Andy Tarnoff

It's not that inventive, but my course of action with leftovers? Eat them. Until they're gone. I don't get fancy, unless you consider heating up turkey, stuffing and mashed potatoes in the microwave to be fancy. With two different dinners to work with (thanks, parents and in-laws), it turns into several days of free, albeit slightly repetitive, delicious meals.

Andrew Wagner
Staff writer
Since I'm taking a flyer on this year's Thanksgiving festivities (thanks, winter bug), my leftover routine will be slightly altered. Usually though, I'll do the traditional Thanksgiving leftover routine: full plate meal on Friday (or, uh, Thursday night ...), turkey sandwiches on rye toast Saturday, throw the big chunks in a pot and whip up some turkey soup on Sunday. But my favorite, by far, comes a few days after Thanksgiving has passed.

Usually by Monday or so, my collection of leftovers has dwindled down to a small assortment of a little of everything; turkey, stuffing, mixed veggies and mashed potatoes. I'll mix all those things up, toss them in the skillet with some beef broth and an egg, heat them up, plop the mashed potatoes on top and slather the whole mess in gravy and I've got a tasty meal fit only for a bachelor. The perfect dish for a lazy night of football or whatever else is on the tube.


blackrose13 | Nov. 25, 2011 at 6:45 p.m. (report)

I took care of a big part of my turkey left overs by making turkey nachos for all the sleepover nieces and nephews today. Turkey Nachos take as much meat of the bone as you need and pull/shred/dice it (what ever you prefer). Add taco seasoning to taste and a bit of water. Heat it to a simmer and serve over nacho chips or wrap in a tortilla. Top it with sour cream, cheese left over diced tomatoes or bell peppers. It's a Hit! Another favorite is pulled BBQ Turkey sandwiches again, pull as much meat as needed and heat with a bit of water and lots of BBQ sauce. You can use left over dinner rolls or any kind of bread. Cheese, tomato slices and or pickles on top. Good to go! Dressing/Stuffing Hush puppies form left over dressing into bite size balls (ca. 1") roll in corn meal and deep fry (baking might work too) until golden brown on the outside and warm in the middle. Serve with cranberry sauce (mashed with a fork) or warm left over gravy for dipping. My mother-in-law makes pot pies or chilli with the left over meat and freezes.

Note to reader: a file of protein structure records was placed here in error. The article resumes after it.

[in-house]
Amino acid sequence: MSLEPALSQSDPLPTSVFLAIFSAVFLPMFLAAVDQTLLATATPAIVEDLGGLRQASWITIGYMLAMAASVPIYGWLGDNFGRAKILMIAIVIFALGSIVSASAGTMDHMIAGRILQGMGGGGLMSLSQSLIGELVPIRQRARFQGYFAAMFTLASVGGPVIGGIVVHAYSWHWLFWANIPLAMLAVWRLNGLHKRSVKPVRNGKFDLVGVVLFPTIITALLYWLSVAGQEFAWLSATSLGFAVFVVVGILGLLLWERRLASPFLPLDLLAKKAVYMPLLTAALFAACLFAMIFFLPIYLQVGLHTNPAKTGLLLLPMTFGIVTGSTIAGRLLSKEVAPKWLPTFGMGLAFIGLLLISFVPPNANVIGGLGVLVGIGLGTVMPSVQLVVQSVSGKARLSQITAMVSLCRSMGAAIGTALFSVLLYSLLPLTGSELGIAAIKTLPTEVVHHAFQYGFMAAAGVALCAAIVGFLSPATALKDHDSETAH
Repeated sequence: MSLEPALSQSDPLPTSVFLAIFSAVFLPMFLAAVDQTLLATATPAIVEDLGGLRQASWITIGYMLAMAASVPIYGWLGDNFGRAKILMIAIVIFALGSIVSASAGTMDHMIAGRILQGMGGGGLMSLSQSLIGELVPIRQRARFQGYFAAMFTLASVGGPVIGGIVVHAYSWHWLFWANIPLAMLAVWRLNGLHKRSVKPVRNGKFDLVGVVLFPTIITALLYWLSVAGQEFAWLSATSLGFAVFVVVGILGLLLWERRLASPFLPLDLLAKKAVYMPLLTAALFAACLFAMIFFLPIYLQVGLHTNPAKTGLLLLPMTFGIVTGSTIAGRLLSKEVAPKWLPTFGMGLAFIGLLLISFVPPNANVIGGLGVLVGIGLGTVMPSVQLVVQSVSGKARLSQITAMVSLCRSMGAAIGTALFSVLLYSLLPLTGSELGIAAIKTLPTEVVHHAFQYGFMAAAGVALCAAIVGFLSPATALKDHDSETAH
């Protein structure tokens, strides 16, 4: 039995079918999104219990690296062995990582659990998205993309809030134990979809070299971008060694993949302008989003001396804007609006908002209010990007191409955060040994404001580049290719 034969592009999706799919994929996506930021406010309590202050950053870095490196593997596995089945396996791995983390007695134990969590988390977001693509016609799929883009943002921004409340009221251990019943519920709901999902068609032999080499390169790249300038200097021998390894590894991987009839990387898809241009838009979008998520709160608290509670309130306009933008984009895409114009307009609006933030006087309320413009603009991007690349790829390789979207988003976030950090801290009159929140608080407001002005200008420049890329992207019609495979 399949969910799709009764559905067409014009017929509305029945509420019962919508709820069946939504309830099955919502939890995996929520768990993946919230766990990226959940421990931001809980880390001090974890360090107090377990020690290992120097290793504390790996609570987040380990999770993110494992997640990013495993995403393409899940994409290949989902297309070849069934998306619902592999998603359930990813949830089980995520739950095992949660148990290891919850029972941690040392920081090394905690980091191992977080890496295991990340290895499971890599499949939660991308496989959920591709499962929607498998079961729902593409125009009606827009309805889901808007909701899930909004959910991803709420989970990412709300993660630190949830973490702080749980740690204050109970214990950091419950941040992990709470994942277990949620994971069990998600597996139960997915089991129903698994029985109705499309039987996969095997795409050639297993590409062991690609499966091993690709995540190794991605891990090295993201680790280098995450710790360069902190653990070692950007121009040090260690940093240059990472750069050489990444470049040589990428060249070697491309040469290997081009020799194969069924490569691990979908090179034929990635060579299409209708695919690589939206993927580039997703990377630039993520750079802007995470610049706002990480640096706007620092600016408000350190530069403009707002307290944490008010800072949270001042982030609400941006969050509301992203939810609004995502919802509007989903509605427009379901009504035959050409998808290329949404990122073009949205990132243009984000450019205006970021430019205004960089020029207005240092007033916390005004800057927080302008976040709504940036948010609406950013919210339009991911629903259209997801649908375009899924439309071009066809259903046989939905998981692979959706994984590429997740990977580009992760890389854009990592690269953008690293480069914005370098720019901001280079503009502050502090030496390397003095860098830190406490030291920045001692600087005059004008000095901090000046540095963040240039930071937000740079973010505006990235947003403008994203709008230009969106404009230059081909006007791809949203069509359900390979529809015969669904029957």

Rate this:
  • Average rating: 0.0
  • 1
  • 2
  • 3
  • 4
  • 5

hardgeminiguy | Nov. 25, 2010 at 12:36 p.m. (report)

nearly every response was a great big NOTHING! a total waste of time reading. i expected more than one real solution to left overs--some new ideas on how to use turkey.

Rate this:
  • Average rating: 0.0
  • 1
  • 2
  • 3
  • 4
  • 5
2 comments about this article.
Post a comment / write a review.

Facebook Comments

Disclaimer: Please note that Facebook comments are posted through Facebook and cannot be approved, edited or declined by The opinions expressed in Facebook comments do not necessarily reflect those of or its staff.